Vietnam is mentioned only once in The Last Detail—by some boho New Yorkers who express predictable attitudes about it—but the war looms behind the entire film, helping to explain its dark mood and the feeling of powerlessness palpable in its characters. It had been eight years since the war escalated, and Hollywood had yet to make a single movie devoted to the subject. Finally, in 1978, Ashby made one of the first: Coming Home, with Jon Voight as Luke Martin, a paraplegic veteran loosely based on Ron Kovic, who wrote Born on the Fourth of July. The film also stars, somewhat notoriously, Jane Fonda as Sally, the wife of a Marine captain named Bob Hyde (Bruce Dern). Fonda's own relationship to Vietnam has perhaps complicated the film's legacy, but Hollywood loved it at the time: The movie was nominated for eight Oscars and won three.
Coming Home handles the political educations of its characters with less subtlety than The Last Detail: Sally falls for Luke and turns against the war; Bob loses the pride he felt for what he'd done and comes to feel he has no place in the world; Luke overcomes his shame and self-doubt and begins to speak out against the war. Still, Ashby gets great performances, as usual, out of his leads, and the movie ends with a long, affecting speech that probably won Jon Voight his Oscar:
Having presented Luke's political education, Ashby here reaches out directly to the audience: Luke's message is clearly his as well. He builds up to the moment, giving the scene time to unfold, and he's careful to put that message in the voice of a character we have come to know over the previous two hours: He reportedly let Voight improvise at great length through various takes, then pieced together a few minutes of the best material. (Having begun as an editor, Ashby often worked this way.)
In the follow-up to Coming Home, however, Ashby seems to wonder whether such carefully crafted political messages are on the verge of dying out altogether. Being There stars Peter Sellers as Chance, an unlikely figure who has spent several isolated decades within the walls of a large private house, tending a garden and watching television. When the owner of the house dies, he is evicted by the estate's executors. Wandering through Washington, D.C. (Ashby moved the story, based on a short novel by Jerzy Kosinski, there from New York City), he is hit by a limousine carrying Eve Rand (Shirley MacLaine), who insists that Chance see the personal doctor of her husband, a very old and enormously influential businessman. On the way to their mansion, Chance turns on a little TV set in the car:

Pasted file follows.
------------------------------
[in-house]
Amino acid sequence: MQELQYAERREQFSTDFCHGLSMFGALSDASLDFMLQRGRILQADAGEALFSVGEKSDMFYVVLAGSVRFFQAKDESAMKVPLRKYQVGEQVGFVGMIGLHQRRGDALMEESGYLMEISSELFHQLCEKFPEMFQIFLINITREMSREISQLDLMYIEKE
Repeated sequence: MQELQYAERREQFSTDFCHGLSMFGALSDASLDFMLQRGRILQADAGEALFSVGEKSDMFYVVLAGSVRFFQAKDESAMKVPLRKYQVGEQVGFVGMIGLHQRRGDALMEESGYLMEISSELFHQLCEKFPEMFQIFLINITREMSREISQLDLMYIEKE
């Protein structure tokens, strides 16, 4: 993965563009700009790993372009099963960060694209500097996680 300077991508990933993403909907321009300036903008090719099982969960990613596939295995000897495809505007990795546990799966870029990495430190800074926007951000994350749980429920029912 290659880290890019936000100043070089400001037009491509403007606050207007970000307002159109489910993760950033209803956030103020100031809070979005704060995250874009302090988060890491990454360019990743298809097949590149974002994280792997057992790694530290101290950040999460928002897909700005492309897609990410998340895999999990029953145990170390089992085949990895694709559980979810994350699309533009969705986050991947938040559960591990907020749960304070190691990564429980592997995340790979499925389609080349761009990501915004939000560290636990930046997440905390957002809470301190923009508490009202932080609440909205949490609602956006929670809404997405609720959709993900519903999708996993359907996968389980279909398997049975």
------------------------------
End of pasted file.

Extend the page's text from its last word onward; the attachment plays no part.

Unlike Network—made four years earlier and based on the fear that one man could amass enormous influence on the airwaves—Being There suggests that television's real threat is the way it scatters our attention among random stimuli. As Eve says in the clip above, we now have too much information, and it's all become "a muddle." Which is precisely why Chance—mistaken by Eve's husband for an economist named Chauncey Gardener—can rise to prominence by obliviously spouting platitudes like "as long as the roots are not severed, all will be well" and "growth has it seasons." Soon the president of the United States is echoing his remarks, and Chance himself is invited to share his wisdom on the talk show circuit—a trajectory that, at this point, feels sadly familiar.
After the dark vision of Being There, Ashby stopped making politically engaged movies. His last four feature films focus on a quirky working-class couple, a pair of gamblers, a major league ballplayer, and an alcoholic, respectively. He also made two poorly regarded concert films, one for the Rolling Stones and another for Neil Young, and directed a couple of TV pilots. This may not have been a conscious departure from his 1970s work; in the succeeding decade, power shifted back to the studios, and some have suggested that by then none of Ashby's decisions were particularly conscious—drugs and alcohol were supposedly taking a toll (though this is disputed). Whatever the case, Ashby had one great decade, at least, and the films he made then continue to educate, politically and otherwise, those who make movies and those who simply enjoy them.